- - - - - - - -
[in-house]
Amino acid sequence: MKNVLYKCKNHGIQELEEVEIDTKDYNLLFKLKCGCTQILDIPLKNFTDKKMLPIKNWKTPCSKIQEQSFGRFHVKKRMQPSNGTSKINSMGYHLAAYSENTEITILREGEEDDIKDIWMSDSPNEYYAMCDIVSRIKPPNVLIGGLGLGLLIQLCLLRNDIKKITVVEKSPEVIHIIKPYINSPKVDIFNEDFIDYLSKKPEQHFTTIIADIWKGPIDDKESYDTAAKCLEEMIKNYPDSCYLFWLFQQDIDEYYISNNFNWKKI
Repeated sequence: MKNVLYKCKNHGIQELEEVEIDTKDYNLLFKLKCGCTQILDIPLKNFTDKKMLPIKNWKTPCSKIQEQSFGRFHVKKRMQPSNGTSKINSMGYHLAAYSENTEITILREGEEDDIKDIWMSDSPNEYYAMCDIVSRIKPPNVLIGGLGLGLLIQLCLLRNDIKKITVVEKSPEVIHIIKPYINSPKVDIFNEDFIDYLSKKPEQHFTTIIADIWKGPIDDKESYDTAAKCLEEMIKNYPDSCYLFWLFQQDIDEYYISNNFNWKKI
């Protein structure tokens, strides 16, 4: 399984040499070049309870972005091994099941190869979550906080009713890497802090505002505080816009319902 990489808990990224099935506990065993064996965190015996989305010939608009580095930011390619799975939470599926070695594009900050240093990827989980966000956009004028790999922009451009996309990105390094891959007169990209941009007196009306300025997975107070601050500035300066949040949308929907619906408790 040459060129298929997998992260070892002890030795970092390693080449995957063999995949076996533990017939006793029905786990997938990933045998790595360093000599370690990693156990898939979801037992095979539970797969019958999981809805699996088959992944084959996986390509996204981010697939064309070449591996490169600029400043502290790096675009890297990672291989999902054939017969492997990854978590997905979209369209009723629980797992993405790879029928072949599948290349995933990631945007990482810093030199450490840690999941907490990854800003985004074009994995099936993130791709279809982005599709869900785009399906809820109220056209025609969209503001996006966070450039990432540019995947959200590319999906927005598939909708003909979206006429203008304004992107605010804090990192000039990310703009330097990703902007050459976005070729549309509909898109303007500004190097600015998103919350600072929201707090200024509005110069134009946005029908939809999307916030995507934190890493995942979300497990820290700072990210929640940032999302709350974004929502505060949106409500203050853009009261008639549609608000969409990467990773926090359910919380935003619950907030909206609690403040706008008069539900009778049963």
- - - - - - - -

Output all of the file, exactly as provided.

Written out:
[in-house]
Amino acid sequence: MKNVLYKCKNHGIQELEEVEIDTKDYNLLFKLKCGCTQILDIPLKNFTDKKMLPIKNWKTPCSKIQEQSFGRFHVKKRMQPSNGTSKINSMGYHLAAYSENTEITILREGEEDDIKDIWMSDSPNEYYAMCDIVSRIKPPNVLIGGLGLGLLIQLCLLRNDIKKITVVEKSPEVIHIIKPYINSPKVDIFNEDFIDYLSKKPEQHFTTIIADIWKGPIDDKESYDTAAKCLEEMIKNYPDSCYLFWLFQQDIDEYYISNNFNWKKI
Repeated sequence: MKNVLYKCKNHGIQELEEVEIDTKDYNLLFKLKCGCTQILDIPLKNFTDKKMLPIKNWKTPCSKIQEQSFGRFHVKKRMQPSNGTSKINSMGYHLAAYSENTEITILREGEEDDIKDIWMSDSPNEYYAMCDIVSRIKPPNVLIGGLGLGLLIQLCLLRNDIKKITVVEKSPEVIHIIKPYINSPKVDIFNEDFIDYLSKKPEQHFTTIIADIWKGPIDDKESYDTAAKCLEEMIKNYPDSCYLFWLFQQDIDEYYISNNFNWKKI
């Protein structure tokens, strides 16, 4: 399984040499070049309870972005091994099941190869979550906080009713890497802090505002505080816009319902 990489808990990224099935506990065993064996965190015996989305010939608009580095930011390619799975939470599926070695594009900050240093990827989980966000956009004028790999922009451009996309990105390094891959007169990209941009007196009306300025997975107070601050500035300066949040949308929907619906408790 040459060129298929997998992260070892002890030795970092390693080449995957063999995949076996533990017939006793029905786990997938990933045998790595360093000599370690990693156990898939979801037992095979539970797969019958999981809805699996088959992944084959996986390509996204981010697939064309070449591996490169600029400043502290790096675009890297990672291989999902054939017969492997990854978590997905979209369209009723629980797992993405790879029928072949599948290349995933990631945007990482810093030199450490840690999941907490990854800003985004074009994995099936993130791709279809982005599709869900785009399906809820109220056209025609969209503001996006966070450039990432540019995947959200590319999906927005598939909708003909979206006429203008304004992107605010804090990192000039990310703009330097990703902007050459976005070729549309509909898109303007500004190097600015998103919350600072929201707090200024509005110069134009946005029908939809999307916030995507934190890493995942979300497990820290700072990210929640940032999302709350974004929502505060949106409500203050853009009261008639549609608000969409990467990773926090359910919380935003619950907030909206609690403040706008008069539900009778049963």